Blue and Gold Stars

December 8, 2010
By , Puyallup, WA
I drove down the street of my small town, everything had changed since the start of the war. People had become much more patriotic. There were American flags hung everywhere. People had started doing food drives and saving their money more. People were saying things like “green is the new black” to promote recycling. I had changed since the beginning of the war. My life had become a whirlwind of changes. My beloved husbands number came up at the beginning of the war, he had to go. She shipped out, leaving me and our nine month old baby boy named Jack behind. This changed me. I never thought I would live so long without him by my side. As I drove down the road, I noticed the stars in the windows. I had one in my window also. Every day, every hour, and nearly every minute of the day, I prayed that the star in my window would not become a blue star. I was terrified it would. A few of my neighbors had replaced the blue stars for a gold one. I never thought I would become an Army wife. But now I was, and I was proud of it. I was proud of my Samuel Wilson.
I got home and made dinner for Jack and I. We watched the six o’clock news on TV. Tonight was one of those nights that I wouldn’t watch footage of the war. Even though my heart longed to know what Samuel was going through, I couldn’t take it tonight. I couldn’t think of the men and women darting in and out of exploding buildings, dodging bullets, on a day to day basis. It was a part of their daily life; to dodge bullets, run out of an exploding building, deal with hearing people screaming in agony, crying for their loss, and then hearing the stillness of death.
I rocked my now one year old Jack, he was learning to talk now, and learning to walk. I wished that Samuel could have been there for the days that he began to try to talk. He now could say small words. He could say “mommy”, “dada”, “food”, and other important words he needed to know. Jack was a quiet child, he wasn’t shy though, but when he spoke he was quiet. Jack looked up at me with his gray-blue eyes, the eyes he got from his father, “Mama, where Dada?” He asked me, it was the first thing he had said to me in a full sentence.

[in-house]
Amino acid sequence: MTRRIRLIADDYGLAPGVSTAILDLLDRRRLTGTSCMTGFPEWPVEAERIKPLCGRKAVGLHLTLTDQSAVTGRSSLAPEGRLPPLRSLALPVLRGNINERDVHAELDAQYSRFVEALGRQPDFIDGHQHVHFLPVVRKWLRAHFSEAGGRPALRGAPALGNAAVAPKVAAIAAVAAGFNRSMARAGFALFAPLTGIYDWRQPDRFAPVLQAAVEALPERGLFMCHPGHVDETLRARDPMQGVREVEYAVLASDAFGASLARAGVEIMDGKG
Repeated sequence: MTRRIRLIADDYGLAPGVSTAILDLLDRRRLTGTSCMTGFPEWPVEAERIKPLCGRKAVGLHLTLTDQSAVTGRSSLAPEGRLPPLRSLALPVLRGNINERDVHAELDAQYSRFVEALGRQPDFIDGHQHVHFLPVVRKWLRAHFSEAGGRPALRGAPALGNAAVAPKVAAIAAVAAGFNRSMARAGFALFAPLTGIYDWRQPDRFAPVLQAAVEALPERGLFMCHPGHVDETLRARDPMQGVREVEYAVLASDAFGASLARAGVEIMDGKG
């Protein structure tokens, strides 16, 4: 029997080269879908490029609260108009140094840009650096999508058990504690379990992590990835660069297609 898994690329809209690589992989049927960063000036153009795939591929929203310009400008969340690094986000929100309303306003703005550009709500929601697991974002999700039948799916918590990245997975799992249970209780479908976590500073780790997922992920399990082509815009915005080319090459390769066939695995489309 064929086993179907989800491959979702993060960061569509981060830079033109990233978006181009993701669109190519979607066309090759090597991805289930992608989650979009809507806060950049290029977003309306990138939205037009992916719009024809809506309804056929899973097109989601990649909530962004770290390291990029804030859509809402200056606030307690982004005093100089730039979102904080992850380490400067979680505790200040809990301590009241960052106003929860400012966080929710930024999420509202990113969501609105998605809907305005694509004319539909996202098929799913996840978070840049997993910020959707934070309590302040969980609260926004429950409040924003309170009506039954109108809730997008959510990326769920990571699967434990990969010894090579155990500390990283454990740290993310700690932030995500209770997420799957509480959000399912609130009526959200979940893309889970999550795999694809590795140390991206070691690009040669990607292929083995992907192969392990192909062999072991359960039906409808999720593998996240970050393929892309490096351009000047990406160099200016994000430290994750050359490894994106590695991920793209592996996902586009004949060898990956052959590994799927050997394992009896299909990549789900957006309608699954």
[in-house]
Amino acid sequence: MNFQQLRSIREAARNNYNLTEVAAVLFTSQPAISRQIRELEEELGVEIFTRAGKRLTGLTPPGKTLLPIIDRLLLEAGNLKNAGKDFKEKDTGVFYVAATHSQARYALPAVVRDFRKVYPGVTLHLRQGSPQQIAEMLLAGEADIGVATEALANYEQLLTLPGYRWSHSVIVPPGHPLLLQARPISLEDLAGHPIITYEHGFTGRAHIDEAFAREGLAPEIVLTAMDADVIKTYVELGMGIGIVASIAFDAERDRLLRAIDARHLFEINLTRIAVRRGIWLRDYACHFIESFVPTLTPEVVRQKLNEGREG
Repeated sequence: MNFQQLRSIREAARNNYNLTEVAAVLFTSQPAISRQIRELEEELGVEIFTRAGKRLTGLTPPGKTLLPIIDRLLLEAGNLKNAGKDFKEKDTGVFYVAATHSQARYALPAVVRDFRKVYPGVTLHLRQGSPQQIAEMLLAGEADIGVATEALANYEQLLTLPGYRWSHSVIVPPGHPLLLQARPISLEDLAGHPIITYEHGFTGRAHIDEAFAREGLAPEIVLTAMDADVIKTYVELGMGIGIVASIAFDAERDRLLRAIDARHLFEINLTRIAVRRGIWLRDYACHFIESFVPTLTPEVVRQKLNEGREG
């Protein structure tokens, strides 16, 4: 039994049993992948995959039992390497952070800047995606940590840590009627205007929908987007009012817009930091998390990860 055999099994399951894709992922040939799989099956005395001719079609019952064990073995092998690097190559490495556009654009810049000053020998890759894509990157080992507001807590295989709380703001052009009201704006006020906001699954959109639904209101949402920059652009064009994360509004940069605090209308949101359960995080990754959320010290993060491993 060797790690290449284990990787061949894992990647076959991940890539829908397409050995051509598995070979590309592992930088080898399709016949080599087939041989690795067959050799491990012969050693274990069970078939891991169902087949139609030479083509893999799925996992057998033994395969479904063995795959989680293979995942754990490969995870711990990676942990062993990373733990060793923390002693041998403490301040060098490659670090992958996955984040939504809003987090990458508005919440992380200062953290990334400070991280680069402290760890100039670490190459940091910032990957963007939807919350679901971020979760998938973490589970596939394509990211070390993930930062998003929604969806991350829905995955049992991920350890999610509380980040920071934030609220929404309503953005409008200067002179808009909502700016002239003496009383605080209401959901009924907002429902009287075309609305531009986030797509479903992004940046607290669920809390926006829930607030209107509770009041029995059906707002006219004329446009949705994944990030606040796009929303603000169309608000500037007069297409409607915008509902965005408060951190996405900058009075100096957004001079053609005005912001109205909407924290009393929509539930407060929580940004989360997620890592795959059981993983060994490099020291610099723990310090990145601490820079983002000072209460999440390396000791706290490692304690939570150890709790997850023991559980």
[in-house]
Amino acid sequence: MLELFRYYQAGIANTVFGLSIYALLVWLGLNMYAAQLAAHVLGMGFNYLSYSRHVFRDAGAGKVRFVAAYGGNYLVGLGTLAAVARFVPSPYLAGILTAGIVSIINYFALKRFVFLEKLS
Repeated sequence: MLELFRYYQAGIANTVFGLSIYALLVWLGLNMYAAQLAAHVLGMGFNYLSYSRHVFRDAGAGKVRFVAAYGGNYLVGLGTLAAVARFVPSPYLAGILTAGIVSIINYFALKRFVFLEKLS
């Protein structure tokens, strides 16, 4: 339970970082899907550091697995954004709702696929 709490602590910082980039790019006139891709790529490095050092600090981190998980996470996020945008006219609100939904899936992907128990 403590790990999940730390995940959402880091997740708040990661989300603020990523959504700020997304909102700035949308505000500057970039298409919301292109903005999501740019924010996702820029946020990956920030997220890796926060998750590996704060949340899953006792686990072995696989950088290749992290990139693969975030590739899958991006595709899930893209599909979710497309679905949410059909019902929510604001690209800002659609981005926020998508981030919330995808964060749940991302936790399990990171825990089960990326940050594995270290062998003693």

I looked at him, for one of the only times, I was unable to smile at him. Finally a weak smile stretched across my face, I had to be strong, and I had to be proud for Samuel. “Jack, your Dada is far away, he is fighting for our country.” I knew none of this would make sense to him.
Jack looked at me with his big grey-blue eyes, he nodded. I knew he didn’t understand.
There was a knock on the door. I hoisted Jack up and had him propped on my hip, I unlocked the door. Then I saw them. Two soldiers in their dress uniforms. They were standing at attention, looking sharp in their crisp uniforms, their boots shined and their pure white gloves. I then found my heart was somewhere in my throat region. Jack blinked at them, he must’ve been mesmerized by their shiny buttons. I knew what this meant though. I hoped that maybe it was a letter saying that he was hurt but able to come home and would be on his was as soon as possible. But how often did those come? I doubted that they would come often. The tears came. The soldiers hadn’t even begun to speak and I was crying. I was a wreck.
“Are you Mrs. Ericka Wilson?” The soldier on the left said to me.
I nodded weakly.
“Ma’am, I am terribly sorry to announce that Private Samuel Wilson was killed in action. I am sorry for your loss.” The soldier on the right said. He handed me a telegram confirming this. The soldier said this without showing any emotions, his face was stone. His voice was deep and solid, it didn’t quaver or shake. How could he say something like that without showing any emotion?
I nodded and began sobbing. My Samuel was gone. My love was gone. My baby’s father was gone. My baby would never have any memory of his dada. I would never see him again.
“We’re sorry for your loss ma’am.” The soldier on the left said.
I nodded. The soldiers turned down the path and went back to their car. I closed the door and broke down and began sobbing. The tears I had back for months, trying so hard to be strong and proud for my Samuel, the tears just came out.
The next day, I found myself replacing the blue star in the window for a gold star. The neighbors saw this, and they brought over chocolates and pies. They all volunteered to help take care of Jack and help me cope. I allowed them to help me, but I said to each one of them, “We need to be strong and proud of our soldiers both fallen and surviving. They need us.”

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LastChapter said...
Dec. 11, 2010 at 9:38 am
this was good! i especially liked how you had the gold stars that she saw in the windows of others stand for something she was both proud of, yet feared for all her life. all throughout the story, you say how terrified she is of her husband not coming home. maybe if you showed how the thought haunts her, day and night, all the time. you could say how she pictures the military car driving down her road, and sees it pull in her driveway. she hears, she cries, and so on. just something to show how ... (more »)
smilesunshine replied...
Dec. 12, 2010 at 8:50 pm
Thank you! :)
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